"You have to understand," writes Somali-British poet Warsan Shire in her poem Home, "that no one puts their children in a boat/ unless the water is safer than the land".
Here are four other books that deal with the refugee experience through history.
FIRST THEY KILLED MY FATHER (2000)
By Loung Ung
Perennial/ Paperback/$27.27/ Books Kinokuniya
Ung, a survivor of Cambodia's brutal Pol Pot regime, recounts the deaths of her family at the hands of the Khmer Rouge, and her flight to Thailand and, later, the United States.
THE BLUE BETWEEN SKY AND WATER (2015)
By Susan Abulhawa
Bloomsbury Circus/ Paperback/$27.91/ Books Kinokuniya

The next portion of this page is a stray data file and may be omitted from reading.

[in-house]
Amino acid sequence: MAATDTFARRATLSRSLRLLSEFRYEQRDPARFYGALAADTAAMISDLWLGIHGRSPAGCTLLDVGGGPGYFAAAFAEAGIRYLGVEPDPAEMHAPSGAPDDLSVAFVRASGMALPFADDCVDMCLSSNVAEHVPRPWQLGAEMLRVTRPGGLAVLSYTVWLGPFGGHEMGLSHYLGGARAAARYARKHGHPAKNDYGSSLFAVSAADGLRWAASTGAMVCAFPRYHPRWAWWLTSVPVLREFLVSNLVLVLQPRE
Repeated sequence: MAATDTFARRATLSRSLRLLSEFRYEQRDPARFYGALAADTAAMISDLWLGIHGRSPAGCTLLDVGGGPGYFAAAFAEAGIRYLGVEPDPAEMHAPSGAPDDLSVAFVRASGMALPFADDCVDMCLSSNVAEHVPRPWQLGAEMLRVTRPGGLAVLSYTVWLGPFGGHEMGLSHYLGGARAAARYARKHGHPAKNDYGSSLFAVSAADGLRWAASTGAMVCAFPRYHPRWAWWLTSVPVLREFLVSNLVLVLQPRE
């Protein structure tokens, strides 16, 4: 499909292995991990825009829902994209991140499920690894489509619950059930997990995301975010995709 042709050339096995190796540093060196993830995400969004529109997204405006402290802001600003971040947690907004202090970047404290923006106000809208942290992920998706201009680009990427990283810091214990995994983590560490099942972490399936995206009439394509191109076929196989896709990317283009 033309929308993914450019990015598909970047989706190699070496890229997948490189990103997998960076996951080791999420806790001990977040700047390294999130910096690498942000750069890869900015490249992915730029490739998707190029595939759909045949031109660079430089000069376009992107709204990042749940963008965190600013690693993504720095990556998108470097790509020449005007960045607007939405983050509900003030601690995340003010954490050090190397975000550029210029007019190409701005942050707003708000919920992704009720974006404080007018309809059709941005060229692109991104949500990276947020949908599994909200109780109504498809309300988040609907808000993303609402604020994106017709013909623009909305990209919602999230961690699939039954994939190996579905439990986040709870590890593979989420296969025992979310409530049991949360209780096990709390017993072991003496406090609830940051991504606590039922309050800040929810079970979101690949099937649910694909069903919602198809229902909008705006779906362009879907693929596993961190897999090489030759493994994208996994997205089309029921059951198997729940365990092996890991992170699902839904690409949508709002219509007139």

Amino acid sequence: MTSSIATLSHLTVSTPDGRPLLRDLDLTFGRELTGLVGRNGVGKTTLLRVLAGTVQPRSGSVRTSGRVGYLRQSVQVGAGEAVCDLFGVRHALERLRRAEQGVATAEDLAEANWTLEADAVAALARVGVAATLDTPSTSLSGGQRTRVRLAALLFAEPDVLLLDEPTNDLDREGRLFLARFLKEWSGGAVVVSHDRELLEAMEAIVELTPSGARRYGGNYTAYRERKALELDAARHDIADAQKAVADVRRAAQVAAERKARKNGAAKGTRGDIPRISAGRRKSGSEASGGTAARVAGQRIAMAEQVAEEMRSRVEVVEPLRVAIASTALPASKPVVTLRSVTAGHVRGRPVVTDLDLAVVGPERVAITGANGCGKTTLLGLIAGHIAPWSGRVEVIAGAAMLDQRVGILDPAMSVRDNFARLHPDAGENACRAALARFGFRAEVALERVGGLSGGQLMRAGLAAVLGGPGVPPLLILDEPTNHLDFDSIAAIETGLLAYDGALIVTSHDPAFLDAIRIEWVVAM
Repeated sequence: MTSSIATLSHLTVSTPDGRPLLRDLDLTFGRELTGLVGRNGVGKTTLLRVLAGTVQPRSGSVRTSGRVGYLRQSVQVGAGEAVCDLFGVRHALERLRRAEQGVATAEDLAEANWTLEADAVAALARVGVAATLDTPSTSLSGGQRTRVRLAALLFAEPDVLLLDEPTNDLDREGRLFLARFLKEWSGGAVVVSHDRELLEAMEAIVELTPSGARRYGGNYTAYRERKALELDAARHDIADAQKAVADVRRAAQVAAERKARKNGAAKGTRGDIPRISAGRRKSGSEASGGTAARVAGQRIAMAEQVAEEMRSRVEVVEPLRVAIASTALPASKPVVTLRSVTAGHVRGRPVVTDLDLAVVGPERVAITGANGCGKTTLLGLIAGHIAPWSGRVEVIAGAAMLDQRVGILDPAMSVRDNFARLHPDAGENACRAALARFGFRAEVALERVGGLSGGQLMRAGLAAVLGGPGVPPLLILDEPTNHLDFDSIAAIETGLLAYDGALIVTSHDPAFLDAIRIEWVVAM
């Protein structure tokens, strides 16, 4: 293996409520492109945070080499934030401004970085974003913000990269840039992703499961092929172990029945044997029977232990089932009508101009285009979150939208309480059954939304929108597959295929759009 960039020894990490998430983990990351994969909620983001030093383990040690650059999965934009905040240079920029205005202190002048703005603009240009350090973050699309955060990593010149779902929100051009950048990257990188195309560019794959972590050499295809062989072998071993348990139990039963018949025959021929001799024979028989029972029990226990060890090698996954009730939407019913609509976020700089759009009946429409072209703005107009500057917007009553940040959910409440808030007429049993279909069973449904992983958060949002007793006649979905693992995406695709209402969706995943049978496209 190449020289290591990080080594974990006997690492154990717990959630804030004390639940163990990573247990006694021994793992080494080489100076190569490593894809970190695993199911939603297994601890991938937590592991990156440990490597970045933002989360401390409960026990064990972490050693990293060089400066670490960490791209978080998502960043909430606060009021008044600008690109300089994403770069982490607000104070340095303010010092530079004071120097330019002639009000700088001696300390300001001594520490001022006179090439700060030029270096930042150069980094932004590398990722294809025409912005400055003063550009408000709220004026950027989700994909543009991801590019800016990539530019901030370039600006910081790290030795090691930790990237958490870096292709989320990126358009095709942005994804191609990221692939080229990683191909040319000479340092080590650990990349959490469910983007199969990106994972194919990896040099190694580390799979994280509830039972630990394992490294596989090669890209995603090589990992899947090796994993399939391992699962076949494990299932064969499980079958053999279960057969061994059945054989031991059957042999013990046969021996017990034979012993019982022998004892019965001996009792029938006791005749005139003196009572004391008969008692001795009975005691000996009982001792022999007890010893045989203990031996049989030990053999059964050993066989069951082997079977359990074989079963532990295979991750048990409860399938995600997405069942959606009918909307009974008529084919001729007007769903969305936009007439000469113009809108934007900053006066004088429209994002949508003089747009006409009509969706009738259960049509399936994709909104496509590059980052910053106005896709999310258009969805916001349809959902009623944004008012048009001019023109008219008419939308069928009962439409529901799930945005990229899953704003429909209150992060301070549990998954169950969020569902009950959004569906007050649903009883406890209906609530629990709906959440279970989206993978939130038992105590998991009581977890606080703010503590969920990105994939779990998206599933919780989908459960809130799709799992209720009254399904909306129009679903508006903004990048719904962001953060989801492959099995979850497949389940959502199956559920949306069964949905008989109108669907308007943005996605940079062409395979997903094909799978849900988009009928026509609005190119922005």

In this novel that opens in southern Palestine in 1947, members of the Baraka family are forced to leave their village for a refugee camp in Gaza. Abulhawa draws on her own upbringing as the child of refugees of the 1967 Arab-Israeli War for this inter-generational epic of exile.
WHEN HITLER STOLE PINK RABBIT (1971)
By Judith Kerr
Puffin/Paperback/ $11.24/ Books Kinokuniya
In this children's novel based partly on her own childhood, Kerr depicts the rise of Nazism in Germany through the eyes of a nine-year-old Jewish girl, whose family must flee Berlin and move from city to city in Europe to elude Nazi capture.
A LONG WAY GONE (2007)
By Ishmael Beah
Sarah Crichton Books/Paperback/ $23.27/Books Kinokuniya
Beah writes about the horrific years he spent as a child soldier during the 1990s civil war in Sierra Leone, when he was brainwashed into killing and using drugs, and his eventual rehabilitation and escape from Freetown to the US.